Alveolar Bone Grafting Outcome Between Patient With and Without Orthodontic Treatment
This trial is active, not recruiting.
|Sponsor||Chang Gung Memorial Hospital|
|Start date||February 2011|
|End date||July 2015|
|Trial size||24 participants|
|Trial identifier||NCT02454998, 102-3500C (99-3910A3), CMRPG3B0201-3|
Alveolar bone grafting (ABG) is an essential part of the surgical management of cleft lip and palate patients. This procedure could obliterate oronasal fistula, stabilize dental arch, offer bone matrix for adjacent teeth eruption. Moreover, by obliterating oronasal fistula, we stop the chronic irritation of nasal mucosa by oral content. Hence, the symptoms of rhinorrhea or nasal obstruction could be improved. This dental arch defect could predispose further dental arch medial collapse. Without alveolar bone grafting the dental arch is not stable, dental movement during orthodontic treatment is limited and dental arch expansion is not possible.
Previous to operation, the patient suffered from dental crowding and dental inclination toward to the cleft. This produces a difficult dental hygiene and predispose to dental caries and gingivitis. Pre-operative orthodontics treatment is advised in many centers. By aligned the teeth previous to surgery, with a better dental hygiene, we purpose that the infection rate will be reduced and success rate will be better.
The Purpose of this study is to determine whether pre-operative orthopedic treatment will affect secondary alveolar bone grafting outcome and to assess the nasal change after alveolar bone graft.
|Endpoint classification||efficacy study|
|Intervention model||parallel assignment|
Pre-orthodontic alveolar bone defect
time frame: Before surgical and orthodontic treatment, A expected average of 6 months before surgery
Pre-surgical alveolar bone defect
time frame: Before surgical treatment (alveolar bone cleft), a expected average of 6 months of orthodontic treatment
Alveolar bone graft survival
time frame: A expected average of 6 months after surgery
time frame: up to 6 months
Male or female participants from 8 years up to 12 years old.
- Unilateral complete cleft lip patients
- Alveolar bone cleft diagnosed with conventional radiographic study
- Patients at the stage of mixed dentition.
- Informed consent signed by the parents or custodians.
- Presentation of other craniofacial anomalies.
- Parents or custodians who do not agreed to this procedure.
|Official title||The Difference in the Surgical Outcome of Unilateral Cleft Lip and Palate Between Patients With and Without Pre-Alveolar Bone Graft Orthodontic Treatment|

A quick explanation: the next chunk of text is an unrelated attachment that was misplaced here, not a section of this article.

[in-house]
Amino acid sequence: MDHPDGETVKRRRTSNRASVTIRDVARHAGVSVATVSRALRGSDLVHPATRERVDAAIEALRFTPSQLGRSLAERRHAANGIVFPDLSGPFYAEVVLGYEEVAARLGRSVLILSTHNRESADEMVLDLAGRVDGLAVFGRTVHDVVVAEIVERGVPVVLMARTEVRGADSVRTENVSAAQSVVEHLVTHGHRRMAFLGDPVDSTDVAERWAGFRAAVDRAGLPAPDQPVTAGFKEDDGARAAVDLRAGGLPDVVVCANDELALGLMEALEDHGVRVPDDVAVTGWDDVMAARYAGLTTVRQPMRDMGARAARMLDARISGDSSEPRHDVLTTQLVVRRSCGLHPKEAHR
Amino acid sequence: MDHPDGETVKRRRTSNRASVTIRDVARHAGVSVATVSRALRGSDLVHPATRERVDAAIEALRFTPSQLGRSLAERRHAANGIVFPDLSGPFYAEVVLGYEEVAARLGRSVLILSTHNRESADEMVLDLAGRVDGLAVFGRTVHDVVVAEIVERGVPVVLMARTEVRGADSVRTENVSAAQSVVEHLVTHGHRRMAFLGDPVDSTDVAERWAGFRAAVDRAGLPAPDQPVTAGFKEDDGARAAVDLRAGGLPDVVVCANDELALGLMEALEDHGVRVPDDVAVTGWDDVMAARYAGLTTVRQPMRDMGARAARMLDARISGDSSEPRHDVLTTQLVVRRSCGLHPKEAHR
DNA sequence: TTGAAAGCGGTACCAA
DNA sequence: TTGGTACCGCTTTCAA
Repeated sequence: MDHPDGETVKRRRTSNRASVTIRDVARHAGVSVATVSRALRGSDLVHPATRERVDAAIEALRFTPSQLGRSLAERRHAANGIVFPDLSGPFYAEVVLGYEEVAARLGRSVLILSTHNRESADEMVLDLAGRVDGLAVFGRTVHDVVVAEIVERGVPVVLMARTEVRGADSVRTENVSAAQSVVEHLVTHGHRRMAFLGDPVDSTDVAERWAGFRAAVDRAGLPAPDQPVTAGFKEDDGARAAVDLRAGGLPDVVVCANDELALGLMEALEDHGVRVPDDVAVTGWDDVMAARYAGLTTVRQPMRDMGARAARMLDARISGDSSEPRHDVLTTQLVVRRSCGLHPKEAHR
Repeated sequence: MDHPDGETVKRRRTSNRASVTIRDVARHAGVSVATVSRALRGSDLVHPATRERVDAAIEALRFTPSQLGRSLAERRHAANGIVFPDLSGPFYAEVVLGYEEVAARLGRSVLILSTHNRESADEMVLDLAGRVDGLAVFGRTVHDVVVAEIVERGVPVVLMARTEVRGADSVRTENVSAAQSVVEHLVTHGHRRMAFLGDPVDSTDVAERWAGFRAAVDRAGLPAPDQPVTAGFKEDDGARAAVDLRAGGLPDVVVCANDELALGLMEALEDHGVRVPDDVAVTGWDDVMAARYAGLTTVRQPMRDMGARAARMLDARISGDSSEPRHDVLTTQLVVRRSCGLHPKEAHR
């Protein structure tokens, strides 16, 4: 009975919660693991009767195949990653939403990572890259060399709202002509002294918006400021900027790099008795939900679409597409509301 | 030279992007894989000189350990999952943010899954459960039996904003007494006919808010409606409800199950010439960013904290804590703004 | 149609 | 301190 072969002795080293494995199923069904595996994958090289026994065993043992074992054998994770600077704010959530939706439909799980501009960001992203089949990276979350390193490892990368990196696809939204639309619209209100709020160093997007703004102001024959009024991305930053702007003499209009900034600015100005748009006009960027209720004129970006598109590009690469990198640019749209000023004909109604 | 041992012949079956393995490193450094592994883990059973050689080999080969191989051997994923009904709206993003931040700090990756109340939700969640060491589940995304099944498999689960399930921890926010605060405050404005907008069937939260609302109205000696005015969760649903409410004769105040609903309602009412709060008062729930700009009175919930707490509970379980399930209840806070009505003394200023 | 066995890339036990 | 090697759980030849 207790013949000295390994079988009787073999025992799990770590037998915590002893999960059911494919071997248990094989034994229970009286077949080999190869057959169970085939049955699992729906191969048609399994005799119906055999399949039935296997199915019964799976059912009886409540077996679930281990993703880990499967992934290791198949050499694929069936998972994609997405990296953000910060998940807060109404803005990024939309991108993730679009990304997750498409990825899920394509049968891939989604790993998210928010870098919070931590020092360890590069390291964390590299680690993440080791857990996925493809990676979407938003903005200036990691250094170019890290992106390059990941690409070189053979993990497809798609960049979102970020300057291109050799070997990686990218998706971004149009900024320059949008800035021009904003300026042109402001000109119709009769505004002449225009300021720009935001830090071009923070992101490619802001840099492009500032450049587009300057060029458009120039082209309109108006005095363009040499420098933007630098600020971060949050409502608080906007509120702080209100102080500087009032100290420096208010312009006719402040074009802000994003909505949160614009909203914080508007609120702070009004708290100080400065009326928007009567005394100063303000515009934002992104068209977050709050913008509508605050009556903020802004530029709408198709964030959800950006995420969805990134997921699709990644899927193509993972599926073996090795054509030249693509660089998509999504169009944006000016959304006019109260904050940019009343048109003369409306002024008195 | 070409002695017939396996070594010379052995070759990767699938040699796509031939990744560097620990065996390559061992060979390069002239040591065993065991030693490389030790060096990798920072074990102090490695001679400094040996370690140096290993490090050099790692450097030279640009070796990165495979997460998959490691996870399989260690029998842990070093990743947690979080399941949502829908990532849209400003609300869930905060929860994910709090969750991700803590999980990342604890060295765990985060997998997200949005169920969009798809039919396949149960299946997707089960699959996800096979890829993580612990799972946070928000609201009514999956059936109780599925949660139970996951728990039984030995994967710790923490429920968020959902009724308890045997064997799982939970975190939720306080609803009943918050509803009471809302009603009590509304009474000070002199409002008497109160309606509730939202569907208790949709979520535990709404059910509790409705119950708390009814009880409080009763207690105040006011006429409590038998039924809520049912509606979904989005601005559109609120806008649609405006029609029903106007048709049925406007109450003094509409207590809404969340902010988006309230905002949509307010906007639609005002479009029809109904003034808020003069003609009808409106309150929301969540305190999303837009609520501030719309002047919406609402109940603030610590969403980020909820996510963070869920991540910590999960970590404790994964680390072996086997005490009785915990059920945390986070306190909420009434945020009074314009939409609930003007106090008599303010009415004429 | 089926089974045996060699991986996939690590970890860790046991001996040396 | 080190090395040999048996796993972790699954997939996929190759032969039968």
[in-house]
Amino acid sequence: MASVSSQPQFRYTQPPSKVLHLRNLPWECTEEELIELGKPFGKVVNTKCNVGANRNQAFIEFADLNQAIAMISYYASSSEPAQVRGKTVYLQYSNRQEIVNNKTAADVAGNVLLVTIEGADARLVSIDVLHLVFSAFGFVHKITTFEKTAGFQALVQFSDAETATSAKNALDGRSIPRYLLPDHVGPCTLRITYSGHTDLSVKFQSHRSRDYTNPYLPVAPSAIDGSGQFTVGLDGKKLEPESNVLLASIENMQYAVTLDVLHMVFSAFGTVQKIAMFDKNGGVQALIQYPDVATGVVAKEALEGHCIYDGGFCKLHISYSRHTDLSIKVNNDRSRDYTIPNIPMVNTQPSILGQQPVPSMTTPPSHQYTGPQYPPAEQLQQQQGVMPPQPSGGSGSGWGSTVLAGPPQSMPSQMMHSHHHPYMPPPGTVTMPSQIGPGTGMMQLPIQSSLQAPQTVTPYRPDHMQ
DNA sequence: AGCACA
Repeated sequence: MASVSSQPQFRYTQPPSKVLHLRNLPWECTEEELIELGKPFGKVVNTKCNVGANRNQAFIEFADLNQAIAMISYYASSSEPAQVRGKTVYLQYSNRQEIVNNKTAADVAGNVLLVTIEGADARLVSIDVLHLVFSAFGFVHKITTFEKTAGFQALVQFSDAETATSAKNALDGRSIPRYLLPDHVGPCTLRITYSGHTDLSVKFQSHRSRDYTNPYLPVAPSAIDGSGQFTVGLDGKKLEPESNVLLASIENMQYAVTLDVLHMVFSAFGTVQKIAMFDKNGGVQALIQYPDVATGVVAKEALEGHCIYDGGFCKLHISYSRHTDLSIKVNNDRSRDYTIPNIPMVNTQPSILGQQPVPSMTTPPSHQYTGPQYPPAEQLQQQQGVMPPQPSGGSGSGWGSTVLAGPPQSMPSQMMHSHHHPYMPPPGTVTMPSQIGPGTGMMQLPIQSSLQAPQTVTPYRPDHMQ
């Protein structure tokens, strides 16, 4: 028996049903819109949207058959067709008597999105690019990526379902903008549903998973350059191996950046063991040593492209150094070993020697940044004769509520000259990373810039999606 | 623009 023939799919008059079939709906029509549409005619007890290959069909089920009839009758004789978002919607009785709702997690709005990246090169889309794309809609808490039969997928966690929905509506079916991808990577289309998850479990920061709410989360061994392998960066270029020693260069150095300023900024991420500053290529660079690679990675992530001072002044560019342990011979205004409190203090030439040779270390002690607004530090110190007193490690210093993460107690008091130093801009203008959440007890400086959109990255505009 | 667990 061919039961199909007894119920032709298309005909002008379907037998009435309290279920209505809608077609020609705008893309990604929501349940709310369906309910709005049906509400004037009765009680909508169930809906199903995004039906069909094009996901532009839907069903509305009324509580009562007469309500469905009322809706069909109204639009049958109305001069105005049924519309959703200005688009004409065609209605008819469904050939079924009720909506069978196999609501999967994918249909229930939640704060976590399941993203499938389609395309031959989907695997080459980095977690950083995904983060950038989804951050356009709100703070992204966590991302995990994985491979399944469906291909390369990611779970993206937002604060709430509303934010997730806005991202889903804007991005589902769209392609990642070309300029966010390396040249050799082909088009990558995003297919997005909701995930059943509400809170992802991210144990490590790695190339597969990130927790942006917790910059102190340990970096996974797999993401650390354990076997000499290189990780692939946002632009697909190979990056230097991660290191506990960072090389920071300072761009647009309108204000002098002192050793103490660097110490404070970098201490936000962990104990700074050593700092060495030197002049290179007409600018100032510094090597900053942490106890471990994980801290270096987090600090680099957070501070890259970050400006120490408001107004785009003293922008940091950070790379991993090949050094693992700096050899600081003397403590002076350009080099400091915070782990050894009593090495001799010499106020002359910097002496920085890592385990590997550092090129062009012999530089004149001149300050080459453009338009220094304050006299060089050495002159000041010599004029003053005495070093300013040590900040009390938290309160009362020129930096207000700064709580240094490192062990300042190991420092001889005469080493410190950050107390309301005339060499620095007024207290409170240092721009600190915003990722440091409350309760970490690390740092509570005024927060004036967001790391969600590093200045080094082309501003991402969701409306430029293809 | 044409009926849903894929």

|Description||Overall goals of study: The goals of this study are to determine whether pre-operative orthodontic treatment will affect secondary alveolar bone grafting outcome Importance of alveolar bone grafting Alveolar bone cleft is present in the majority of patients with cleft lip and palate. This bone cleft destabilizes the maxillary arch and predisposes it to medial collapse. Teeth will not erupt in this region of alveolar bone defect. Permanent stabilization of the maxillary segments into a functional dental arch form is achieved by reconstruction of alveolar with bone grafts. The goals of alveolar bone grafting are to maintain normal occlusion and to provide a matrix for the continued eruption of permanent teeth in this region. Moreover, future maxillary expansion cannot be done unless repair of the alveolar cleft is coordinated with the desired orthodontic movement. Timing of alveolar bone grafting Maxillary growth and dental age are the predominant considerations in determining the timing of alveolar reconstruction. Maxillary growth is completed near the age of eight years old, whereas the maxillary canine does not erupt before the age of ten.Therefore, to minimize growth disturbance to the maxilla, reconstruction should be performed after the growth is completed.It has been widely agreed that the timing of alveolar grafting should be around the stage of mixed dentition . The bone grafting should be completed at approximately nine years of age when the bulk of the alveolar bone growth is completed and the incisors are erupted, while the lateral incisors and canines are starting to erupt into alveolar cleft region Diagnosis Radiographic studies, including panoramic radiographs, selected periapical films, Cephalographic films and recently CT scan are integral parts for diagnosis and evaluation. They provide important assessments of the pre-operative dentition in the vicinity of the cleft, the dimensions and structures of cleft itself as well as postoperative condition of the bone bridge after alveolar bone grafting.The CT scan offers more detailed pre-operative and post-operative bone structures with less distortion. Additionally, CT scan also provide: 1. Detailed information about the depth and volume of bone deposited in the cleft, 2. More consistent in showing bone trabeculation, 3. Detailed position of erupting teeth relative to the bone graft, 4. More detailed bone and teeth anatomy for clinical orthodontics decisions. In addition, the CT scan could offer 3D lineal measurements and volumetric analysis . Arai et al. developed a novel cone-bean CT (CBCT) or Ortho CT which has important characteristics such as lowered radiation dose and the ability to produce higher resolution compared to conventional spiral CT. Several reports have indicated that it is clinical useful for the 3D imaging diagnosis in the maxillofacial region. Pre-operative orthodontic treatment The orthodontists form an integral part in the cleft care. Their recommendations regarding timing of treatment should be carefully considered before surgical treatment. The dental crowding and malposition of the teeth around the cleft can interfere with oral hygiene . The goal of the preoperative orthodontic treatment is to optimizing the position of dentoalveolar structure which enables the patients to have better oral hygiene prior to the operation. Some centers have recommended that the orthodontic treatment become part of the treatment protocol for their patients However, the presurgical orthodontics treatment is time consuming as the children are required to visit the clinic for monthly orthodontic adjustment. The average duration of the orthodontic treatments before operation is 6 months. These factors not only add discomfort to the children but also create significant financial burden to the parents. Even this primary orthodontic treatment is able to align the upper dental arch; secondary orthodontic treatment is always needed after complete permanent teeth eruption. Therefore, the actual need of presurgical orthodontics remained questionable. No studies have yet to actually address the outcome of alveolar bone grafting with or without presurgical orthodontics. The primary goal of this present prospective randomize study is to determine whether pre-operative orthodontics treatment will affect secondary alveolar bone grafting outcome. Donor site selection: The bones used most commonly include the iliac crest, calvarial or tibia. Regardless of the donor site, cancellous bone is preferable to cortical or osteochondral graft . The iliac crest as a donor site is preferred because it has sufficient cancellous bone to fill even a large alveolar bone defect. Surgical procedures: The surgical procedures of alveolar bone graft are similar to the procedures that were described by Hall and Posnick et al. except with some minor modifications. With adequate general anesthesia via orotracheal intubation, two teams worked at the same time with one team harvesting the bone graft and the other team preparing the recipient site at the oral cavity. Attention was turned to the right hip where an oblique incision was made lateral and parallel to the iliac crest. The incision was deepened to the periosteum of the lateral cortex. The iliac crest was reflected medially as a bone flap. Cancellous bone chips was harvested. At the same time, the other team was working on the oral cavity. The mouth was suctioned and a throat pack was placed. The gingiva and upper buccal sulcus were infiltrated with 1% Xylocaine in 1:200,000 epinephrine solutions for hemostasis and easier dissection. Incisions were made along each side of the alveolar cleft. A superiorly based gingival mucoperiosteal flap was designed and raised sharply from the gingival margin on the lesser segment. The flap was extended posteriorly to the first molar. The incision was then curved up obliquely towards the buccal sulcus. The flap on the medial segment was elevated in a similar fashion towards the midline. The palatal mucoperiosteal flaps were raised to a level beyond the deepest margin of the alveolar fistula. The fistula margins at the palatal side were freshened and sutured. The nasal floor tissue could be completely separated from the palatal mucoperiosteum after raising the palatal flaps and could then be stripped off the bony cleft. The nasal floor tissue was dissected upward reaching the pyriform aperture on the lateral segment and the cartilaginous septum on the medial segment. This allowed a tension-free closure of nasal floor tissue and adequate correction of the vertical discrepancy of the nostril sill. The nasal floor fistula was securely repaired with 4-0 Vicryl sutures. Cancellous bone chips which were already harvested from iliac bone by another team were packed firmly into the bony defect to the level of the alveolar process and the pyriform aperture on the cleft side. The periosteum of the lateral gingival flap was scored to reduce the tension especially at the lateral end of the incision. The lateral gingival flap was then advanced and sutured to the medial flap and palatal flap to provide a watertight and tension free closure.|